Re-living the Mascom Charity Cup
It was meant to be a sporting spectacle at the home of football.
However, at around 0830am, only club officials, Mascom logistics teams and eager journalists could be seen running around Obed Itani Chilume stadium.
It was evidently clear when Security Systems and BDF XI kicked-off the first semi-final at 10am that there’d be no bumper crowd for the inaugural Mascom Charity Cup tournament, a rarity in Francistown.
Various factors were thrown about as to why the competition attracted such a disappointing attendance.
The calibre of teams in the finals, particularly Systems and BDF XI, who have never been crowd pullers, was one of the reasons blamed for the paltry turn-up. Franco’s epic Soul Fill Up show was touted as another reason why many fans stayed away.
To others, it all boiled down to the absence of what is generally believed to be two of the biggest clubs in the country.
“You can’t have a charity cup without Township Rollers or Extension Gunners. It’ll never be a success,” quipped one fan.
I, on the other hand, couldn’t stop thinking (wishfully admittedly), if only Tafic was competing here.
For Systems and BDF XI fans, though, the criteria was simple; all one needed to do was vote for the team they support, and the one with the most votes won their berth in the cup.
“We’re not bothered by such comments. We’re here on merit,” said Zane Morotsi, a tongue in cheek comment as he made his way to the western stand to join a small but raucous group of Security Systems supporters.
And unbothered they were. For such a small crowd, they went toe to toe with a well-drilled BDF XI choir at the southern stand.
As more football fans trickled in, Orapa United settling next to The Alarm Boys, and Gaborone United occupying seats right next to the spirited BDF fans, the mood in the stadium changed.
A few moments later, the soldiers opened the scoring on the 35th minute, through Godfrey Tauyatswala. Systems, who had been sitting deep, were immediately spurred into action, piling pressure on the Army Boys. Their persistence was rewarded in the 77th minute when substitute, Poloko Nkalolang, drilled a header into the net.
Both teams then crawled back into their shells, winding down the clock to take the match to a penalty shootout. The guards proved too slick for the soldiers, disarming them 4-3 in the ensuing shootout to progress to the finals, awaiting the winner between Orapa and GU, whose match was up next in 30 minutes.
The second semi-final promised to be a cracker from the very first whistle.
Both teams carved out numerous openings in the early exchanges, only to be let down by a lack of composure in front of goal.
It was, however, Orapa who found the first opening on the 38th minute through Lemogang Maswena. While they’re good offensively, GU looked vulnerable without the ball, and Maswena brilliantly exploited space behind the defence. Indeed, a clinical finisher would have buried GU in the first half.
Orapa would pay for Maswena’s wastefulness on the 76th minute as Sizwe Twala equalised just moments after coach Teenage Mpote brought in Omaatla Kebatho and Onkemetse Powe.
The tie also fizzled out and was decided on penalties which Orapa won 5-3.
The final was scheduled for 1730hrs, and for three hours, fans who had braved the scorching heat were treated to a lukewarm performance by Eskimos.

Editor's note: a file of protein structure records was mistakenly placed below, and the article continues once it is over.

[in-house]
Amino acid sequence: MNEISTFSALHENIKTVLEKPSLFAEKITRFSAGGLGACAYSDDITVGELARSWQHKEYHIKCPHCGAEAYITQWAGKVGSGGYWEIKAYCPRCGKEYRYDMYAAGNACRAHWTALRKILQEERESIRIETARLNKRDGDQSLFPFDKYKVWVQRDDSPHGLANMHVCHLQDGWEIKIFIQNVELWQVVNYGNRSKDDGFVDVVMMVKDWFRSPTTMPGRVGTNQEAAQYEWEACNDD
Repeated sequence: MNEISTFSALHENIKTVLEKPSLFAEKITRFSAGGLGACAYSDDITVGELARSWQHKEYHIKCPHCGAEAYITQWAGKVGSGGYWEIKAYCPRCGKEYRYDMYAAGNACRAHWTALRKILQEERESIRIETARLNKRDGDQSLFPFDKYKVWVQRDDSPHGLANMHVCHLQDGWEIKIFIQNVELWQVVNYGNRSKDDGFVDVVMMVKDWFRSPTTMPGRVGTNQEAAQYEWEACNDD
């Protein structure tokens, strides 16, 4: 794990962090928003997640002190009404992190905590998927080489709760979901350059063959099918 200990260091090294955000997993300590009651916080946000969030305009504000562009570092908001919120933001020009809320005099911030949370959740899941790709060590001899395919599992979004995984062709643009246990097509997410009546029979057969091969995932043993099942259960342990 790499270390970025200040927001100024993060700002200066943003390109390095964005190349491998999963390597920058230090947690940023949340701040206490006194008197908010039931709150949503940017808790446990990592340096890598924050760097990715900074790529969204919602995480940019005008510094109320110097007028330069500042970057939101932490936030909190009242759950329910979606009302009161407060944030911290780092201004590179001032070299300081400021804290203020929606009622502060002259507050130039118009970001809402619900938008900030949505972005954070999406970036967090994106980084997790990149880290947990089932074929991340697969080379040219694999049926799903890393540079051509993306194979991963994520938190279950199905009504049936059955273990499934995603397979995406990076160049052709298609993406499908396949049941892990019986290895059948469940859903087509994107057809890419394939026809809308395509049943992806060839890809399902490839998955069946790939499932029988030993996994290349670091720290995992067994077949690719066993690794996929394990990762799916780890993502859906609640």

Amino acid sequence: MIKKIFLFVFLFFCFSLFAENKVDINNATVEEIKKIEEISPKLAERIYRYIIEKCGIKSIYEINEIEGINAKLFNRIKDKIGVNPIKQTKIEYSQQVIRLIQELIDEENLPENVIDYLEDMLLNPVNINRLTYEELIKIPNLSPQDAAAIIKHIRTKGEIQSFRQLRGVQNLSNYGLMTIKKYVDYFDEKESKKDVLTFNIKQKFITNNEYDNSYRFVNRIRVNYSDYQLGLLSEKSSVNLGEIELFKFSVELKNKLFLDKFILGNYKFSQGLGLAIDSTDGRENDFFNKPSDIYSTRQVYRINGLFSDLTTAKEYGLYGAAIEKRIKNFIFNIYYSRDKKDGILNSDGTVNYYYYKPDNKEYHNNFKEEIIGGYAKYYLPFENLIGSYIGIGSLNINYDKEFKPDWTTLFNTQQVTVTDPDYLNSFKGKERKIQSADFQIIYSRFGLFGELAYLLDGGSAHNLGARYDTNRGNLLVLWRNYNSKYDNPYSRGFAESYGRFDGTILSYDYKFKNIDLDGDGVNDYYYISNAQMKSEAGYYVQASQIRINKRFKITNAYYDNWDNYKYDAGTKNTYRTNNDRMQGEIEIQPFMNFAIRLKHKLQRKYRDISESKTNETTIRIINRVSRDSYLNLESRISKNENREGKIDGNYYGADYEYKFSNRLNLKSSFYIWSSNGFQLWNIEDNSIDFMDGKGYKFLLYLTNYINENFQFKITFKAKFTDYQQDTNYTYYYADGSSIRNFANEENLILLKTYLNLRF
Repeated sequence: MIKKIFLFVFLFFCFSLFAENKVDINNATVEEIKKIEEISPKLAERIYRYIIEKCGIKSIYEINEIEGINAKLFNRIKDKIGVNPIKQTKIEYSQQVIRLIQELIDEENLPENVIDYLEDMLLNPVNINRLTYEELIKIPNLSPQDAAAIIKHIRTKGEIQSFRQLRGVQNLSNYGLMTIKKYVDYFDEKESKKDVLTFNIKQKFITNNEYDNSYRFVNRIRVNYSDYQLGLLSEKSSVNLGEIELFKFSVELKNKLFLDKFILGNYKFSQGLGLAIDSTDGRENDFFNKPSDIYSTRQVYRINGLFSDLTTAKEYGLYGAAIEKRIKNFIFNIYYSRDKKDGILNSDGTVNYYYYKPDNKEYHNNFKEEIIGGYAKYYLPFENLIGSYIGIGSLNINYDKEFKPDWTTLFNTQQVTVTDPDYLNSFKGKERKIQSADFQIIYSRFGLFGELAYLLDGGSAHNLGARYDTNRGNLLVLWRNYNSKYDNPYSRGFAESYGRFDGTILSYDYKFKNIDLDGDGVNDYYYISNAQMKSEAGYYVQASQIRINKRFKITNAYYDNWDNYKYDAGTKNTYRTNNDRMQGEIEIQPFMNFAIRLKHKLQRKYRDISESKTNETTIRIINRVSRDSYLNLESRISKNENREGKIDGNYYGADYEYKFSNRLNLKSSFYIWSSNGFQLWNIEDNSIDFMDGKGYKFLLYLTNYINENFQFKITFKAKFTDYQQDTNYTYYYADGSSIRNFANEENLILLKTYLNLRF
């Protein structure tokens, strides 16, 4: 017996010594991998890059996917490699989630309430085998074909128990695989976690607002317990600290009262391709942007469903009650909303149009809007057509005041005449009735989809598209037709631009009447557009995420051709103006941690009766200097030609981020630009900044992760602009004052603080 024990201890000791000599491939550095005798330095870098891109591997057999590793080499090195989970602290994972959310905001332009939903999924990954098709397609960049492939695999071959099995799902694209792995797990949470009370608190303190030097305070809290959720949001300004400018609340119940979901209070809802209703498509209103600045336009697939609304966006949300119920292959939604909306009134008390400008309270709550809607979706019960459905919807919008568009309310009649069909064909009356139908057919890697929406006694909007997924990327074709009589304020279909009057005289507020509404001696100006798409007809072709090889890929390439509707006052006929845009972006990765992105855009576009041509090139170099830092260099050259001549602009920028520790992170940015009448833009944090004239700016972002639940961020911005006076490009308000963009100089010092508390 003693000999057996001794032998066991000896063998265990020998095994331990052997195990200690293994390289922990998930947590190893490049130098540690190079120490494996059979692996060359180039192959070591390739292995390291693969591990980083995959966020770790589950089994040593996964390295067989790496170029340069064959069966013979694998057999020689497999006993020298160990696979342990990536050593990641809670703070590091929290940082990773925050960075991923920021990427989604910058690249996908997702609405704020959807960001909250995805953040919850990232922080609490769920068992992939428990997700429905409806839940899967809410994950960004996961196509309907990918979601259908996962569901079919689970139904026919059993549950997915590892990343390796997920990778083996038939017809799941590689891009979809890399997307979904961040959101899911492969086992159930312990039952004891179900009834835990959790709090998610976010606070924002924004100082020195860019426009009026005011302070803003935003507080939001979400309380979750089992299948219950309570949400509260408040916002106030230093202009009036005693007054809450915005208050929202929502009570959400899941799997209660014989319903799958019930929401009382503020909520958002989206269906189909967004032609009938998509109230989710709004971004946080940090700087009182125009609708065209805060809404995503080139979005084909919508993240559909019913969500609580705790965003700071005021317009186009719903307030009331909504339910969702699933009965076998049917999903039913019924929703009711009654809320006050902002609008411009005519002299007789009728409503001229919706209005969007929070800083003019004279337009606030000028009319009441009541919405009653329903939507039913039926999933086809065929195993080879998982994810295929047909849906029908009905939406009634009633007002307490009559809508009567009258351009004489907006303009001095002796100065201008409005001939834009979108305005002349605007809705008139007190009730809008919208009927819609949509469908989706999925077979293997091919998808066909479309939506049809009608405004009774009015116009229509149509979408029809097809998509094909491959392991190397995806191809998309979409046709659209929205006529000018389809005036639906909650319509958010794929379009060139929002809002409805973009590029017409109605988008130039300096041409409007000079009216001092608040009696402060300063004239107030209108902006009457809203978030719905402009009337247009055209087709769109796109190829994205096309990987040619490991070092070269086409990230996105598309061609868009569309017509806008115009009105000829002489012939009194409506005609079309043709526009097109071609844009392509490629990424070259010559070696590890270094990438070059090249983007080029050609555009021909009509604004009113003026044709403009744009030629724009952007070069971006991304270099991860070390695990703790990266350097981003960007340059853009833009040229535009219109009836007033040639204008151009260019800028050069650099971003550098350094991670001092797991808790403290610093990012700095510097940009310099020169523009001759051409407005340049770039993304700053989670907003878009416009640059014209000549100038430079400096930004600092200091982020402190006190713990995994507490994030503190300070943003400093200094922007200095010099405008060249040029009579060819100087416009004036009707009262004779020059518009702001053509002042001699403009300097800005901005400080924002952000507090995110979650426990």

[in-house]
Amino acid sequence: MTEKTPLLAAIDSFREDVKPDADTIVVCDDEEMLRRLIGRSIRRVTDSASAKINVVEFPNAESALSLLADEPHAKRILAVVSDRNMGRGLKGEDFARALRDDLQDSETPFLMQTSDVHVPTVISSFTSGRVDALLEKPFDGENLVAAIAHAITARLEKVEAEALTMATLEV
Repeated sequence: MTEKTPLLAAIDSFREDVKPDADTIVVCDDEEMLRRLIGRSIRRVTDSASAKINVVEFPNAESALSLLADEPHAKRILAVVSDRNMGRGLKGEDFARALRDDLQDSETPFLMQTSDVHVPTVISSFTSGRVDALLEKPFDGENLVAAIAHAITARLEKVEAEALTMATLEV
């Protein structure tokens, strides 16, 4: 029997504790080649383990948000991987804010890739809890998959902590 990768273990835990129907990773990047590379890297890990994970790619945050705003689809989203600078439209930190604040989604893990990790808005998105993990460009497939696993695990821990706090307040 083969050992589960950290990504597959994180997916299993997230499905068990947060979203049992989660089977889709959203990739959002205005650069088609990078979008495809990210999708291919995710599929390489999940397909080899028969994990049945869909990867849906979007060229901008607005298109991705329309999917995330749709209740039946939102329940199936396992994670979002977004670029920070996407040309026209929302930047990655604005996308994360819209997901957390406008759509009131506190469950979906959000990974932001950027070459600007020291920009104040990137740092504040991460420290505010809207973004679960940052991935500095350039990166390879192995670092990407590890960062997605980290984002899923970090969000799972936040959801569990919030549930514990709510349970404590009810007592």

The Kwaito-Kwasa group’s appearance served more as an irritant than entertainment for most football fans.
It was at this point that supporters began filing out of the stadium to nearby bars and liquor stops, while others went to the parking lot to knock back a few cold ones.
“Organisers should have made arrangements for this three-hour gap. They needed something to keep fans in the stadium, even Francistown Sunday soccer teams would have filled this gap,” observed one scribe.
All the disappointments and the nagging questions were soon forgotten as the two finalists marched into the stadium side by side, displaying precisely why they call it the beautiful game.
The Ostriches showed their intentions early on, opening Systems’ defence through Maswena’s explosive runs.
It took Mpote’s side just 28 minutes to break the deadlock through Kelvin Bingala’s powerful shot from the edge of the box.
The goal sucked the life right out of Systems, and they never managed to shift up a gear. This played right into Orapa’s game plan.
Any sign of life by the Alarm Boys was quickly snuffed up until the final whistle. The Ostriches held on to clinch their first silverware of the season and the P250,000 prize money that came with it.
In a brief interview, Coach Mpote hailed his side’s performance and dedicated the win to football lovers in the northern region.
“In the absence of Tafic, Orapa United carries the hopes and wishes of football lovers in the north, and I know they’re celebrating this win,” he declared.
The diamond-mining team, who have now won four cups in four years, went on to dominate the individual awards.
Shot-stopper, Lesenya Malapela, was named Best Goalkeeper and pocketed P6,000 for his troubles, while midfielder, Tapiwa Chrispen Nyamanjiva, was named Player of the Tournament and walked away with a cool P15,000.
Despite all the missed opportunities and near misses, there was perhaps one constant in the tournament: the BDF XI Choir that captured the hearts of many.
Even after their team was eliminated, like soldiers, they took it on the chin and attended all matches, making the loudest noise in the process and creating an awesome atmosphere.
They made a good case for BDF to be in the tournament, and in the process convinced me that indeed the minority can rule!